D. E. Pearson

Mystery with romance for your amusement!

     I grew up in central Minnesota in the small town of Pierz—population at the time 850. That was back when kids could run free and parents didn't worry as long as everyone was home in time for dinner. Even though we lived two blocks from Main Street, I have fond memories of visits to my grandparents’ farm. Warm summer afternoons playing hide-and-go-seek in the hay mow and my brothers getting scolded for pestering the animals. Did you know stressed chickens don't lay eggs? I remember the fun of running barefoot through mud puddles and warm cow pies.​​

     Then when I was ten, our family of six moved to Columbia Heights, a suburb of Minneapolis. I still ran free. Bicycles took us to a wider area which included down by the railroad tracks, and in the opposite direction a city park and community center. My friends and I covered miles exploring suburbia. Our “playground” expanded as did the family adding two more sisters.


     After high school I attended the University of Minnesota where I became a certified dental assistant. For fun, I took up downhill skiing because that was where the dental students were going and I read an article that said 70% of the skiing population was male. I liked those odds of meeting guys. Started working and continued skiing. For over thirty years, I volunteered as an active member the National Ski Patrol and also became a ski instructor. Of course, as you could guess, I met my husband through ski patrolling. We were in the same candidate class at Snowcrest Ski Area.


     My work that paid the bills took an eclectic path from chairside dental assisting, to sales for a billing services company with a territory covering Minnesota, Wisconsin, and the Dakotas. Then computers came along and I got hooked progressing down a technical path. I worked as a software support specialist in the medical arena for a number of years before changing careers to contract programming and applications designer.
I am very grateful that I worked in a variety of jobs for differing companies with many quirky people—not  that I would tell you what character rolls anyone playing in my stories.


     Outside of work, I played tennis, bicycled, rode my motorcycle, rollerbladed, rock climbed, and downhill skied. Now, I play pickleball to keep active.

Something about me.

I read to broaden my world. I write for fun.

Questions I've been asked:

What do you write?

     Mysteries without a lot of blood and guts, at least the body parts are not out in the open.

Where do you get your ideas?

     Ideas pop into my head when I least expect them. The story Chaos at High Altitude came to me while stopped at a red light and I reached for an Altoid mint. They looked so much like aspirin tablets and by the time I cleared the intersection I came up with the title Altoids at High Altitude—a title my publisher made me change after the novella was on the market for ten days.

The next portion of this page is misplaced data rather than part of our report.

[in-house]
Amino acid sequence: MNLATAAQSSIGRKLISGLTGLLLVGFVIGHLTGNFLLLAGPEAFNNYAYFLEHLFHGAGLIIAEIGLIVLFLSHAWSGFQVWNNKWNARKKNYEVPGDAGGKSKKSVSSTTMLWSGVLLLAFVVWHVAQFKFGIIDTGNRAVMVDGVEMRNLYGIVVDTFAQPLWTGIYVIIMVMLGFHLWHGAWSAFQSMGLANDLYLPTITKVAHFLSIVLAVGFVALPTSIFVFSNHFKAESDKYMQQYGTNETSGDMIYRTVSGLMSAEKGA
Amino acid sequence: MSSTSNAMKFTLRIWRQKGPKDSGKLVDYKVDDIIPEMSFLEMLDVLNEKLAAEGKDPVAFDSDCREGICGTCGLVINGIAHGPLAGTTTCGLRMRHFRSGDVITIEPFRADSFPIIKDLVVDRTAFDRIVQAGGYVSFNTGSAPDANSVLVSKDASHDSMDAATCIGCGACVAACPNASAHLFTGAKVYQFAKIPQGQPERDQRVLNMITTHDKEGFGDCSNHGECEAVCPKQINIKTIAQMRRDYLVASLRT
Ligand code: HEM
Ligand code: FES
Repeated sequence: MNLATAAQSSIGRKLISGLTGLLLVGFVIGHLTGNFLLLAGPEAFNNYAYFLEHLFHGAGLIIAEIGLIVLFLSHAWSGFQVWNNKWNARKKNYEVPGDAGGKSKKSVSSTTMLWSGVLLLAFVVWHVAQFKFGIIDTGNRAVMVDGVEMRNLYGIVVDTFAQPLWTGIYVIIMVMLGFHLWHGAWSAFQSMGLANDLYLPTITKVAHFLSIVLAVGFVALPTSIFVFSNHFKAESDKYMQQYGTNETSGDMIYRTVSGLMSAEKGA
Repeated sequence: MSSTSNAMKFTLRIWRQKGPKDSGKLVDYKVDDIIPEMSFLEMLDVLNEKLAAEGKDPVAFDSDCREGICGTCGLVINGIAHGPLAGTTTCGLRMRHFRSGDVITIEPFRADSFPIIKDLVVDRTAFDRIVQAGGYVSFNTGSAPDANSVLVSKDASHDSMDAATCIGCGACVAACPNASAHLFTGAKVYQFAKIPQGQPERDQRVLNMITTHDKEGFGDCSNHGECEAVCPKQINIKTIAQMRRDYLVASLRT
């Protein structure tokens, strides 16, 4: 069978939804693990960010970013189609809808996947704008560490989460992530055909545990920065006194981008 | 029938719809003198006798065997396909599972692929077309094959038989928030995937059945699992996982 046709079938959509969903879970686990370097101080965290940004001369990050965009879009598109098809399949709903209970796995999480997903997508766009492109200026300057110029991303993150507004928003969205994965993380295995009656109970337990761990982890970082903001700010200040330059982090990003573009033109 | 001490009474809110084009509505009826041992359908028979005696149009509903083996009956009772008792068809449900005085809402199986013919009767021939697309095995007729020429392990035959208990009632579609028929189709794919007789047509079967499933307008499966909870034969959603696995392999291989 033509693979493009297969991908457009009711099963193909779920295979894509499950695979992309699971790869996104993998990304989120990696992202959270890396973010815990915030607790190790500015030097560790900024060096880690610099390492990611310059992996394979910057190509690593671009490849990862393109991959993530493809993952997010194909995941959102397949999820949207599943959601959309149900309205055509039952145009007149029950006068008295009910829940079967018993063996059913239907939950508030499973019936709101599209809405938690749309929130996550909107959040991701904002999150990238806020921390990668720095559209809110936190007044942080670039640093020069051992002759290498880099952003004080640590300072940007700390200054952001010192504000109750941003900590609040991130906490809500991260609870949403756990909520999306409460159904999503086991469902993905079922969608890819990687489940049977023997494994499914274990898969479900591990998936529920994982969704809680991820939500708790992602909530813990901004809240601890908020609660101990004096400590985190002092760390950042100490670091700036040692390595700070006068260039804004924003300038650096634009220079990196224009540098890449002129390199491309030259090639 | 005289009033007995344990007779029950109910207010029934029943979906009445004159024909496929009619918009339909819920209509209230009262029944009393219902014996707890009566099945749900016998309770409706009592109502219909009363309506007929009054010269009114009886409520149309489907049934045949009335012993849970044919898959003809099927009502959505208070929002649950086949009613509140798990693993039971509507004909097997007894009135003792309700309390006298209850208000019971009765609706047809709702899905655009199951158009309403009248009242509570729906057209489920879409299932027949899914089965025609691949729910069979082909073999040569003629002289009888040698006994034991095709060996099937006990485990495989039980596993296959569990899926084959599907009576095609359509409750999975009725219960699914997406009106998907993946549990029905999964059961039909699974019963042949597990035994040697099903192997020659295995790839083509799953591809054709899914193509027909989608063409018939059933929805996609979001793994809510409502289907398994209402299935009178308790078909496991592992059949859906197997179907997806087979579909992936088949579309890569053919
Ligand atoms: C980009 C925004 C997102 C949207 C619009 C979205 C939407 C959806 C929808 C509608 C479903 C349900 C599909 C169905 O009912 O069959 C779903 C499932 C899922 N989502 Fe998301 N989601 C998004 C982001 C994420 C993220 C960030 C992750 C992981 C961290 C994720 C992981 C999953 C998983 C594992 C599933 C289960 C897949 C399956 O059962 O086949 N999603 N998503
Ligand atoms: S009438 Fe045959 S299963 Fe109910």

Many times an idea comes on the tail of a what-would-happen-if question. For the Bent Fork Café story, the question was: What would happen if a neighborhood café burned to the ground and who are the “players” in the story.


What do you read?

     I like to read a wide variety.
     With non-fiction it's biographies, historicals, and adventure stories. Many times the non-fiction books my husband reads are intriguing that I have to read them as well.
     In the line of fiction, I tend to read: mystery, suspense—(no gore though), cozy mystery, sometimes chick lit and erotica. I used to have three books going at once, but learned it’s too easy for me to intertwine the stories in my head, especially if they are in the same genre, so now I limit myself to one print book and one ebook at a time.

What are your favorite books?

     1. The Intuitionist by Colson Whitehead (I’ve read this book about elevator inspectors several times and each time I discovered something new. The opening line is my all time favorite: “It’s a new elevator, freshly pressed to the rails, and it’s not built to fall this fast.”)
     2. The Drifter by Nick Petrie (This author masterfully puts his leading character into increasing situations of his greatest fear. Oh my, I found myself holding my breath a few times.)
     3. The Hearse You Came In On, A Hitchcock Sewell Mystery, by Tim Cockey. (Not all sleuths have to be in law enforcement. Hitch Sewell is an undertaker and has a mystery to solve. No short age of bodies here.)
     4. Rebecca by Daphne Du Maurier (A classic romantic suspense published in 1938 and still a page turner even though I know the story and have seen the movie several times.)
     5. Butterfly by Kathryn Harvey. (Another classic that I have read several times. This book is touted as every woman’s ultimate fantasy and I agree. Luxury and revenge are always nice plots.)
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What is the worst advice writing you have received?

     Write what you know. Dumb dumb dumb. If I wrote only what I knew, I would have become bored and stopped writing a long time ago. My life experiences are pretty normal, in looking back, I’m glad I survived this long.
     Even though I never worked as a detective or police officer, I enjoy reading and writing about them. And, since I’ve never robbed a bank, or did drugs doesn’t mean I’m not interested in others who might have.

What is the best advice you have for writers?

     Don’t give up. Find the joy in writing. If the adventure isn't fun, why bother?  A story is built one word, one sentence at a time. Every author must discover what works best for them.